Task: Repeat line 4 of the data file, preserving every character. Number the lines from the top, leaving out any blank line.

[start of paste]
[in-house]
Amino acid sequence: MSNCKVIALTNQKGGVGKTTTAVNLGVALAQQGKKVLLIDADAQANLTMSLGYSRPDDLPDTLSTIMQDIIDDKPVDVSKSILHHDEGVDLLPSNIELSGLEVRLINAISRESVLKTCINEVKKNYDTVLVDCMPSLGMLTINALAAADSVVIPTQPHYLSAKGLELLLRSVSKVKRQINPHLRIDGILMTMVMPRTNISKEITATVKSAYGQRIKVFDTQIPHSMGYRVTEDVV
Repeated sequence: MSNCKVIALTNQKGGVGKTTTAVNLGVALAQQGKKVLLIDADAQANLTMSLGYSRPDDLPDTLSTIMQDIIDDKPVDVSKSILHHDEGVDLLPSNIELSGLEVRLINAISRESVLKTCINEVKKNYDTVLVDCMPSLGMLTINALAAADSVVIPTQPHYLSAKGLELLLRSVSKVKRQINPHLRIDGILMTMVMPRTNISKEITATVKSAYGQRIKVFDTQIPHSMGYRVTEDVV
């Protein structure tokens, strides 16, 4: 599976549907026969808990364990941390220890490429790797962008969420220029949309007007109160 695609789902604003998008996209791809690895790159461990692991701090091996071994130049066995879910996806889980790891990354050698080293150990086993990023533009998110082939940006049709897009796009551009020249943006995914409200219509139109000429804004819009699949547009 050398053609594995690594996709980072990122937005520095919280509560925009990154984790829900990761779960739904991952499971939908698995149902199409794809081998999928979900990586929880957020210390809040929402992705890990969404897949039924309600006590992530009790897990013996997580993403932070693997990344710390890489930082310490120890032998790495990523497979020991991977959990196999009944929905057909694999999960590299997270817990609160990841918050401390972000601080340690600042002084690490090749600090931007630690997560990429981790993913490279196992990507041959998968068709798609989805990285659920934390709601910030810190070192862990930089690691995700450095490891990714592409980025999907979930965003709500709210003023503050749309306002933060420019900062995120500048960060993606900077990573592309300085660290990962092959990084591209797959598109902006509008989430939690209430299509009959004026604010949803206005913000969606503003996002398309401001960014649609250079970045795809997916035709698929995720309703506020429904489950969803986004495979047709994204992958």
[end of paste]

């Protein structure tokens, strides 16, 4: 599976549907026969808990364990941390220890490429790797962008969420220029949309007007109160 695609789902604003998008996209791809690895790159461990692991701090091996071994130049066995879910996806889980790891990354050698080293150990086993990023533009998110082939940006049709897009796009551009020249943006995914409200219509139109000429804004819009699949547009 050398053609594995690594996709980072990122937005520095919280509560925009990154984790829900990761779960739904991952499971939908698995149902199409794809081998999928979900990586929880957020210390809040929402992705890990969404897949039924309600006590992530009790897990013996997580993403932070693997990344710390890489930082310490120890032998790495990523497979020991991977959990196999009944929905057909694999999960590299997270817990609160990841918050401390972000601080340690600042002084690490090749600090931007630690997560990429981790993913490279196992990507041959998968068709798609989805990285659920934390709601910030810190070192862990930089690691995700450095490891990714592409980025999907979930965003709500709210003023503050749309306002933060420019900062995120500048960060993606900077990573592309300085660290990962092959990084591209797959598109902006509008989430939690209430299509009959004026604010949803206005913000969606503003996002398309401001960014649609250079970045795809997916035709698929995720309703506020429904489950969803986004495979047709994204992958």